Categorized | Technology

Oakland secures funding to extend senior programs

OAKLAND — As the budgeting process for the next two years gets underway at City Hall, the City Council is fielding requests to ensure that services for seniors do not fall between the cracks.

More than 20 percent of Oakland residents 65 or older live alone, and more than 30 percent of those 50 or older live below the poverty level, according to a staff report.

At its meeting Tuesday, the council’s life enrichment committee endorsed four programs to continue providing seniors in-home care and support.

“We need to do this, of course. It’s very important,” council member Dan Kalb said afterward.

“We have a lot of seniors of modest means who need these services. A lot of people can take care of themselves and that’s great, but we have a certain responsibility to help those who have given so much to their families and to society,” he said.

“Older Americans in Oakland deserve our respect and we need to step up and assist them when that assistance is necessary,” Kalb said.

Federal, state and county grants for the programs cover most of the cost, $1,818,326. The city has to pay $331,977 in overhead expenses for supervising the projects, which the grants do not cover. That money was included in the preliminary budget Mayor Libby Schaaf presented to the City Council earlier this month.

“The great thing is, we’re getting these grants to continue to step up the work we’ve been doing. The percentage of our residents who are over the age of 62, 65, that’s just going to go up. We need to make sure we have things in place to help people who need help,” Kalb said.

The largest program, the Multipurpose Senior Services Program, uses $1.4 million of state Department of Aging money to ensure uninterrupted in-home care to 287 frail and low-income Oakland residents whose ages average 88.5 years, to remain safe and independent in their own homes.

Eighty-seven percent of these seniors are ethnic or racial minorities. A lack of knowledge of the healthcare system and inability to coordinate their own care makes them particularly likely to need hospital emergency room or nursing home care, according to a Department of Human Services report.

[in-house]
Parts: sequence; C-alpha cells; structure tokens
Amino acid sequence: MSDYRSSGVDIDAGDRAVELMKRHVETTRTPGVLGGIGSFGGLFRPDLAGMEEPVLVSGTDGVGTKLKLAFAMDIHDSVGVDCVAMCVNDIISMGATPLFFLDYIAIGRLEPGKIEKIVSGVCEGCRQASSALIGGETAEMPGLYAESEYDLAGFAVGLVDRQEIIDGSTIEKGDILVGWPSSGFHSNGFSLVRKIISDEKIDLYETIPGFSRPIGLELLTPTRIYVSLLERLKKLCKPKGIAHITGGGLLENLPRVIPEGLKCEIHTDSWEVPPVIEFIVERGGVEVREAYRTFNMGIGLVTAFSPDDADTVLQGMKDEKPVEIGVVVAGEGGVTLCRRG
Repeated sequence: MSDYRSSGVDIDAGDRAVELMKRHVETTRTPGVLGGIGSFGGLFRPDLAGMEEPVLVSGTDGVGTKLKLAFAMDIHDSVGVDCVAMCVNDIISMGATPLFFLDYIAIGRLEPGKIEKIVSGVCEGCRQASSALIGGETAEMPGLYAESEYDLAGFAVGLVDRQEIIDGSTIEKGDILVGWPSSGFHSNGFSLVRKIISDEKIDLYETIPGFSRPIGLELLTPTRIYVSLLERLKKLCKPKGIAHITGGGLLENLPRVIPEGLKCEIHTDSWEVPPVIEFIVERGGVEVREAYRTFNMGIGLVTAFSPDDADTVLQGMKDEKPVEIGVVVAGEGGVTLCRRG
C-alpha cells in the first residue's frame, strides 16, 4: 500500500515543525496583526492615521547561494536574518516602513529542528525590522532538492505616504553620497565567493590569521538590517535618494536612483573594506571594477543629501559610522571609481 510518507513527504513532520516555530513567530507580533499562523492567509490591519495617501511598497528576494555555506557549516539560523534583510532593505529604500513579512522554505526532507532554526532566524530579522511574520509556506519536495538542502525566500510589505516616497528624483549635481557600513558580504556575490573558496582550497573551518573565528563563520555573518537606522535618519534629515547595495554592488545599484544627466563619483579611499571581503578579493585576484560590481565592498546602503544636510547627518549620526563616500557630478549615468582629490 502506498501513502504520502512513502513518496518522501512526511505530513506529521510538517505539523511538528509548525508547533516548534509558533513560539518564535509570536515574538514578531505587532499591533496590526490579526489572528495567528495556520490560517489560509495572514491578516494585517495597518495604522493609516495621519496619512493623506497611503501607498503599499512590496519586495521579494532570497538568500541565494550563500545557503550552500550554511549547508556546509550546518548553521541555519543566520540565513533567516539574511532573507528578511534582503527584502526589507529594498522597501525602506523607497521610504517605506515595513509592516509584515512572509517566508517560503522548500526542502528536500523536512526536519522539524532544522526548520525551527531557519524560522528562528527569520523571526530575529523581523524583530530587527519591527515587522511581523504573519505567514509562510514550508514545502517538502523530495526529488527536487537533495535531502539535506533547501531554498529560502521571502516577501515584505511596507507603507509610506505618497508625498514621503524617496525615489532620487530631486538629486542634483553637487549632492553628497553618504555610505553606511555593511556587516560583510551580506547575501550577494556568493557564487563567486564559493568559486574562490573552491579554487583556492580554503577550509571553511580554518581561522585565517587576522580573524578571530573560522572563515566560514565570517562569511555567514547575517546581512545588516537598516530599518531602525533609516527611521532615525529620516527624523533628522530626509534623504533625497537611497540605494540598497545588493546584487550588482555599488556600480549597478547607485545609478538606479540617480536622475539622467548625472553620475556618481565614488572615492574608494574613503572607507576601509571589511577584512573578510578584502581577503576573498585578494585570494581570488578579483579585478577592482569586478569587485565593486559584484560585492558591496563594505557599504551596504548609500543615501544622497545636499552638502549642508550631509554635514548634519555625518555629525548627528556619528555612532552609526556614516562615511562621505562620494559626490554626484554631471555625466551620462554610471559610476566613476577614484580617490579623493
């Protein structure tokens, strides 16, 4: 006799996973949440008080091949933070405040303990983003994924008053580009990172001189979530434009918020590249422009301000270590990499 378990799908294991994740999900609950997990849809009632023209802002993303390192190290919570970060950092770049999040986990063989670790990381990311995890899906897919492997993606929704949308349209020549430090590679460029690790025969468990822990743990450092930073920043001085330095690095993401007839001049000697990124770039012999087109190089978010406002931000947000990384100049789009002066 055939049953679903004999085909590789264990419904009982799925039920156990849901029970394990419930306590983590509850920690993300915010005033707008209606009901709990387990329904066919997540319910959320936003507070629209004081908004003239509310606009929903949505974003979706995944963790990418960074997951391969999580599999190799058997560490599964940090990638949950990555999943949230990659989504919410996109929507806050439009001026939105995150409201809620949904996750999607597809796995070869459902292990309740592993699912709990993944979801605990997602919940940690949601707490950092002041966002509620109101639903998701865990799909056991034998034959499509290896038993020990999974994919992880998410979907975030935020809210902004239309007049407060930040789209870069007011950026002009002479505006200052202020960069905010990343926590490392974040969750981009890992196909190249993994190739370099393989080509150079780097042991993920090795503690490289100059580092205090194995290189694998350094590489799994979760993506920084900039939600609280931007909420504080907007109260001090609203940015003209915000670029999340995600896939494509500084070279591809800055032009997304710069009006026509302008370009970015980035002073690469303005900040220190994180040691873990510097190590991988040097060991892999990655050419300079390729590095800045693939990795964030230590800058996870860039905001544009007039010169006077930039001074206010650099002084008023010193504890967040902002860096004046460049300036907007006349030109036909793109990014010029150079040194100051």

The Multipurpose Senior Services Program funds in-home care, sometimes provided by family members, along with medical equipment such as lifts, and medical alert devices provided at their homes, and case management coordination. At an annual cost of $4,285 per client, it has provided a great value over almost 40 years, the report said. The average nursing home expense is $83,364 a year.

Clients are referred by hospital discharge planners, public health nurses, county Adult Protective Services nurses and social workers, community outreach and word-of-mouth.

In the most recent quarter, there were 39 people on its waiting list. Streamlining efforts last year reduced time spent on the list by 90 percent on average, staff said.

The city is being asked to spend $272,695 to administer the program this year.

Also renewed for the next fiscal year were two federal grants: $287,126 to fund a Senior Companion Program and $29,484 for a Foster Grandparent Program. Combined, the city will spend $31,646 to administer them.

These grants, through the Corporation for National and Community Services, pay for 65 senior companions and eight foster grandparents, all themselves 55 or older, to help 300 other seniors and work with 100 at-risk youngsters.

Those taking part must be trained and screened and, if they are to receive stipends for their work, be certified as low-income.

The smallest of three requests before the Life Enrichment Committee was to accept $48,118 a year for two years from the county for an Information and Assistance Program that operates through the city’s senior centers.

In place for two decades, the program, staffed by two part-time workers versed in housing, health care options, transportation, utility discounts, nutrition and other services, provides information to more than 1,500 seniors annually at the North Oakland and East Oakland senior centers.

The city will need to spend $27,636 to administer the program through the next two years.

The Human Services Department also requested $2,246,666 for paratransit programs funded by Measure B in 2014 and 2004’s Measure BB.

Contact Mark Hedin at 510-293-2452, 408-759-2132 or


Article source:

Comments are closed.

Call Now: 877-642-5321 ` ` . .